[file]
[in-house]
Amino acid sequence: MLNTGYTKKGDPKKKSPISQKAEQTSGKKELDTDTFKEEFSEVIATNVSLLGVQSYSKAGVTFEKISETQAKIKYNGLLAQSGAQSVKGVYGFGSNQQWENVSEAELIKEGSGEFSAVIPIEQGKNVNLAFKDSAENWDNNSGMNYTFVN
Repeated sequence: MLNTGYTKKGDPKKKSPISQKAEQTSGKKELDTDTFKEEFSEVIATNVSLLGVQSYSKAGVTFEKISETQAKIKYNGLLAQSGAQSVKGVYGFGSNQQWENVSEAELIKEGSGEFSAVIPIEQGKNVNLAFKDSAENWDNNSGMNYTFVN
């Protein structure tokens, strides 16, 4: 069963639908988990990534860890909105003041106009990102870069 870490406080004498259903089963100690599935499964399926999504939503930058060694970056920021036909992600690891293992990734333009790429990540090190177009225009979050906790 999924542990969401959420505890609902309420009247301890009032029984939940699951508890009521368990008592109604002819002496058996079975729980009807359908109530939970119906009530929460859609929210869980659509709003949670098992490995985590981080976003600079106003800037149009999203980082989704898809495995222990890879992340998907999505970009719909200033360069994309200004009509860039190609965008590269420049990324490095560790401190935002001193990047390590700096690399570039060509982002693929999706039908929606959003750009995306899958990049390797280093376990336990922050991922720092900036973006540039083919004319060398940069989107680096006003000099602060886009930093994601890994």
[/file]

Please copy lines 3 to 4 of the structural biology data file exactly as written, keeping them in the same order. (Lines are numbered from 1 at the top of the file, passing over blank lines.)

Repeated sequence: MLNTGYTKKGDPKKKSPISQKAEQTSGKKELDTDTFKEEFSEVIATNVSLLGVQSYSKAGVTFEKISETQAKIKYNGLLAQSGAQSVKGVYGFGSNQQWENVSEAELIKEGSGEFSAVIPIEQGKNVNLAFKDSAENWDNNSGMNYTFVN
């Protein structure tokens, strides 16, 4: 069963639908988990990534860890909105003041106009990102870069 870490406080004498259903089963100690599935499964399926999504939503930058060694970056920021036909992600690891293992990734333009790429990540090190177009225009979050906790 999924542990969401959420505890609902309420009247301890009032029984939940699951508890009521368990008592109604002819002496058996079975729980009807359908109530939970119906009530929460859609929210869980659509709003949670098992490995985590981080976003600079106003800037149009999203980082989704898809495995222990890879992340998907999505970009719909200033360069994309200004009509860039190609965008590269420049990324490095560790401190935002001193990047390590700096690399570039060509982002693929999706039908929606959003750009995306899958990049390797280093376990336990922050991922720092900036973006540039083919004319060398940069989107680096006003000099602060886009930093994601890994």